Friday

4th Dec 2020

European press freedom charter launched

  • Stern editor Hans-Ulrich Jörges hands over the Charter to media commissioner Viviane Reding (Photo: EUobserver)

In an effort to counter increasing worries about infringement of press freedom by governments in Europe, both within the EU and beyond, the editor-in-chief of Germany's weekly Stern magazine, together with EU media commissioner Viviane Reding on Tuesday (9 June) celebrated the launch of the European Charter on Freedom of the Press.

Speaking to journalists in Brussels, Ms Reding expressed her concern about threats to media freedom in "the east" but was reluctant to acknowledge similar worries emanating from Italy.

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The charter, while having no legal teeth and being largely a symbolic document, should begin to have some effect at the point of accession to the EU, as it is intended to be made a condition of entry for EU candidate countries in future accession negotiations.

"[The commission does] not have a direct competence to make the charter legally binding," said Ms Reding, "but the journalists will give the charter to the politicians, who will have to see that the charter is applied in real terms."

The ten-article charter requires, amongst other assurances, that journalism in all media be "free of persecution, repression and of political interference by government."

The charter is an initiative of the Stern editor, Hans-Ulrich Joerges, Ms Reding and other editors-in-chief of European newspapers and originated during a discussion between the commission and the newspapers in 2007.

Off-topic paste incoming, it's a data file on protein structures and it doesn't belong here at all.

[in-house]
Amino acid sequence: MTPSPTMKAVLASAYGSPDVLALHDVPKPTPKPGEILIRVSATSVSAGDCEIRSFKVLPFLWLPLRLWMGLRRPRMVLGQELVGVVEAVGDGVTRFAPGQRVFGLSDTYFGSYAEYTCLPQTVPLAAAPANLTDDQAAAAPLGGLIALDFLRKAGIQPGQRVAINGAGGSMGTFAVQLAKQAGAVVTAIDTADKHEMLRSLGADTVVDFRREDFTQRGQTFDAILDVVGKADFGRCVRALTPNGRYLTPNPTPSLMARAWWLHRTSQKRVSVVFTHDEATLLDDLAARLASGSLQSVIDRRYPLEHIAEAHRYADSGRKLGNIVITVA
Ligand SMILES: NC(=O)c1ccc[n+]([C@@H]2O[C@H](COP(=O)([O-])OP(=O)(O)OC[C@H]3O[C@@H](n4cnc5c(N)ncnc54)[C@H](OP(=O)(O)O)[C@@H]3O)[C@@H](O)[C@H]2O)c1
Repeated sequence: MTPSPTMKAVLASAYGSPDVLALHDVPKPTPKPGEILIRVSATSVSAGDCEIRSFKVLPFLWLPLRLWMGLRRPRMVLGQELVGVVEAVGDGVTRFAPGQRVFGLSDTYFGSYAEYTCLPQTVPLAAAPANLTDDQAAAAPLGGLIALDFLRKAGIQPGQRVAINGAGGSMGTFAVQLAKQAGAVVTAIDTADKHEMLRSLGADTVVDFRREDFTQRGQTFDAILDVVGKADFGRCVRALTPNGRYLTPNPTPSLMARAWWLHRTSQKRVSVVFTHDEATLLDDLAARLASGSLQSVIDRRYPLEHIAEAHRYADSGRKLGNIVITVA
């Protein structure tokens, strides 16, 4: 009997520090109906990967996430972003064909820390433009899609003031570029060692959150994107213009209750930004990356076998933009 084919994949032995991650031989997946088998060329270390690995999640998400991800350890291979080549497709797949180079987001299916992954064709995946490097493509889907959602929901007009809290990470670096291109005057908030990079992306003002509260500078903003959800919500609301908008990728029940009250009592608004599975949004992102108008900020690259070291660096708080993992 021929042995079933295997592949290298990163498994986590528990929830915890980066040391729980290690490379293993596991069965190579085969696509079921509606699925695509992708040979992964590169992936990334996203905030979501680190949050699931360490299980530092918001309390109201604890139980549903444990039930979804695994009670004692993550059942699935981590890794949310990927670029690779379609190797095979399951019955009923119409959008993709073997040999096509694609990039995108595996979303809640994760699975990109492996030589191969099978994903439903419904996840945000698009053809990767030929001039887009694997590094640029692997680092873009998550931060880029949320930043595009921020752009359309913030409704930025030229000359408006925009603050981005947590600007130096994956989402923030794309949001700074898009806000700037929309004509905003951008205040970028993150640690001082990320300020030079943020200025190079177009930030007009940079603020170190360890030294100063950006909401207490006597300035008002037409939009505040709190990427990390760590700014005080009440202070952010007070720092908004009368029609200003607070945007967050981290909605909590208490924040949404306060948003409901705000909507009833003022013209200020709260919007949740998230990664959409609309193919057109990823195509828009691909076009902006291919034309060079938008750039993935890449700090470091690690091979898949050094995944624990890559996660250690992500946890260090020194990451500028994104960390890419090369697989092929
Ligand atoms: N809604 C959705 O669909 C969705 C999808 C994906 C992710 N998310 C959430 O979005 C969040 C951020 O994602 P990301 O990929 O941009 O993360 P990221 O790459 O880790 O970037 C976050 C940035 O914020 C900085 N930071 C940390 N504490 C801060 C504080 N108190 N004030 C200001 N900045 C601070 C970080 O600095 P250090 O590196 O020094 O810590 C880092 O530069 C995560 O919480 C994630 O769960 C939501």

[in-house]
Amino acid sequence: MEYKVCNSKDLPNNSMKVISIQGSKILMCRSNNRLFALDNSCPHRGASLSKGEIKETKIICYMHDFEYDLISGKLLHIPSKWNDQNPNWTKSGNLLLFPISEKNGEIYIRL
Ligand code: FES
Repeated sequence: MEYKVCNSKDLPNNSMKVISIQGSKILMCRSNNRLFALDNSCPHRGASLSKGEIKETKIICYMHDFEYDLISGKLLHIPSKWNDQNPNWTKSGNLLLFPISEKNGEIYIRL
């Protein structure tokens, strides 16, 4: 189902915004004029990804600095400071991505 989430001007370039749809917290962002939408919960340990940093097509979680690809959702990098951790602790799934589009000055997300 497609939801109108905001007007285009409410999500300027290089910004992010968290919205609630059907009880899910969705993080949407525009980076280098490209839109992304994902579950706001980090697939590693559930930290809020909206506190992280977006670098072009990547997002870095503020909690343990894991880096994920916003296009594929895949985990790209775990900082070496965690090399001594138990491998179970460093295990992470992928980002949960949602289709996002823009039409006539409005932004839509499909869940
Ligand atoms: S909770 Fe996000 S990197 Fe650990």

The publishers and the commission meet on an annual basis to discuss sectoral concerns.

"The charter's main concern is at last to unify Europe journalistically and to enable all our colleagues to invoke its principles if press freedom is violated," said Mr Joerges at the launch in Brussels alongside Ms Reding.

Some 150 prominent journalists from 28 European states have signed the document, but all journalists are encouraged to do so at the document's online home.

In March, the Open Society Institute's media programme - a pressure group focussing on media freedom in emerging democracies - criticised the European Commission in a report that argued that broadcasting across Europe, particularly in the east but also in Italy, is undergoing a "counter-reformation" - a backsliding towards overt political control after the post-Cold War period, when leaders relaxed their grip on TV and radio.

The report also found that many public broadcasters are heading into the economic crisis deeply underfunded and unable to meet public service requirements, while political elites are returning to appointing partisan allies to key positions, secure in the knowledge that no penalties from the EU await them for doing so.

The European Commission came in for criticism for not holding new EU member states to account after promises concerning media freedom were made ahead of accession.

"The commission has notably failed to keep the new states to their compacts for the media that they made as a condition of entry," the report said.

Ms Reding, herself a former reporter, said the charter was inspired by complaints from eastern journalists about the undermining of press freedoms.

"About the eastern press in general," continued Ms Reding, adding "and Italy" visibly reluctantly after a reporter's prompt, "the eastern press was the basis for this. Journalists from the eastern press really told us horror stories about how they cannot exercise their job as a journalist any more."

The OSI report at the time described the situation in Italy as "a dark farce."

Already the owner of 90 percent of Italy's commercial broadcasters, Prime Minister Silvio Berlusconi influences the public broadcaster RAI as well.

Under his third premiership, according to the report, "the appointment of its board followed the usual political logic, with the result that strategic decisions reflected political affiliation."

"Italian deputies have ... grown accustomed to see their control over RAI as a natural prerogative," the document continues.

Speaking to EUobserver, Mr Joergens said that he shares OSI's concerns about Italy.

"It's noticeable that only one journalist from Italy, from Corriere della Sera, signed the charter. The situation in Italy should be as much a concern as in the east."

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